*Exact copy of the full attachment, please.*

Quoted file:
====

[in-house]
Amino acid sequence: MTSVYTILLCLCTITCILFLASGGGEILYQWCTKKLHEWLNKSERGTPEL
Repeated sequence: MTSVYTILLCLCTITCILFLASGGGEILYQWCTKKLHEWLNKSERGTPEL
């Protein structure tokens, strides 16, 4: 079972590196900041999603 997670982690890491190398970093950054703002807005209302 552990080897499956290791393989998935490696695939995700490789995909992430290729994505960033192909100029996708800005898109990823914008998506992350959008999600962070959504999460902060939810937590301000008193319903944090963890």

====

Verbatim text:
[in-house]
Amino acid sequence: MTSVYTILLCLCTITCILFLASGGGEILYQWCTKKLHEWLNKSERGTPEL
Repeated sequence: MTSVYTILLCLCTITCILFLASGGGEILYQWCTKKLHEWLNKSERGTPEL
């Protein structure tokens, strides 16, 4: 079972590196900041999603 997670982690890491190398970093950054703002807005209302 552990080897499956290791393989998935490696695939995700490789995909992430290729994505960033192909100029996708800005898109990823914008998506992350959008999600962070959504999460902060939810937590301000008193319903944090963890």